Have you seen Woo’s balance sheet? Or are people supposed to just trust what they said? Trust the same people who have already gone back on their word several times.

    Lets face it, many of the Woo Extensions are not even written by them, they just sell them. That means their cost to develop them is zero. They make profit from the time they sell the first one because all the costs have been paid for by the third party developers like yourself. Woo has a great business model, no development costs on many of the plugins they sell, therefore lots of profit right off the bat.

    If you want to have an open discussion about money why don’t you tell us how much money each extension you wrote makes you per year and how much Woo makes. Would you be willing to do that considering that you want Woo customers to act as if they are all partners in this business together and it’s all for one, one for all?

    • True, many extensions are not written by them, but they support all of the extensions they sell, regardless of whether they developed them or not. This cost of support is very real (they mentioned $5 per ticket), and when multiplied out over a number of years, a single extension can be very costly, so it’s not fair to say they profit immediately from each sale.

      For example, an insurance company takes premiums up-front for writing a policy, but they incur a long-term liability in that they may need to cover a loss for the policy far into the future. Would you say they make a profit immediately on each policy sold? Of course not — they won’t know if they made a profit until after the policy ends. The same goes for WooCommerce, they don’t know the exact cost (in terms of support) for each extension sale in advance, so while they’re making a paper profit upfront, that same sale might cause them to lose money over the life of the extension. Indeed this is exactly what they wrote about in their original announcement post and reiterated in their update by asking existing customers to support the new sustainable model.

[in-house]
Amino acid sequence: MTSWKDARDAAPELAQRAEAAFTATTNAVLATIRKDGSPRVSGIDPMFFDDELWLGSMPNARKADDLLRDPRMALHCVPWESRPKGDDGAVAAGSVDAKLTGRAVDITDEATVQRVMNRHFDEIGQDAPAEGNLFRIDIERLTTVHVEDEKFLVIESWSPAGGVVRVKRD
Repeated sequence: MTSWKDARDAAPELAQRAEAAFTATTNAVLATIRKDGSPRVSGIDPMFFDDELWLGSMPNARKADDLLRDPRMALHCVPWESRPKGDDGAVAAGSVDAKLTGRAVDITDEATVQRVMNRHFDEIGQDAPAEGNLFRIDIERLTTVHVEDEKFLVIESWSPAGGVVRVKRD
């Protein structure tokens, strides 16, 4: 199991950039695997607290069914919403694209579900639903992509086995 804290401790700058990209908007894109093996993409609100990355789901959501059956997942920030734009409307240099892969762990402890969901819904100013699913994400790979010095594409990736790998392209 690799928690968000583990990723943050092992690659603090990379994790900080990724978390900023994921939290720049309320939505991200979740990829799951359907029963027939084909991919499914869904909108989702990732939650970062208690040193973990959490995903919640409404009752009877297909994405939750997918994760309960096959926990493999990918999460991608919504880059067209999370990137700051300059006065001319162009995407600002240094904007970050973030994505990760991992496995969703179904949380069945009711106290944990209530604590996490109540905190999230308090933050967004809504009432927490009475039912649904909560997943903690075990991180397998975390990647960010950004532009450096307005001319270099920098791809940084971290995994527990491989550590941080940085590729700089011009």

FWIW, I doubt that we can have an “open discussion” when you’re posting from an anonymous account on Mailinator ๐Ÿ˜‰

  7. You are not leaving Woothemes but I am. Not as much for the new price (for old contract) but for the trust. I have been out in the countryside for a couple of days and back home started to check emails and then twitter where I found out about this. I have been a loyal customer and always supported Woothemes but this is too much. They change (break) our agreement in a blog post. They could not even send me an email, something they are soon to send when it comes to selling. I have not bought many plugins and I could have payed for the updates of them and the themes but I have lost confidence in them. It will be interesting to see (in two years time) if people stay or go.

    • I think they had a tough decision to make for the long-term sustainability of their business which appeared to some people as a breach of trust. They certainly listened to the comments and feedback from everyone on the decision and changed their terms today to give existing customers an option to grandfather in the unlimited licenses — read more here

  8. Hey Guys (Max & Justin),

    I was just perusing your Products page and noticed that it appears that they are all only being sold on Woo. I think I remember checking not to long ago and you had plugins that were only on your site but don’t see those anymore (or maybe I’m going kookookachoo). Are you going to be exclusively selling your extensions via Woo going forward?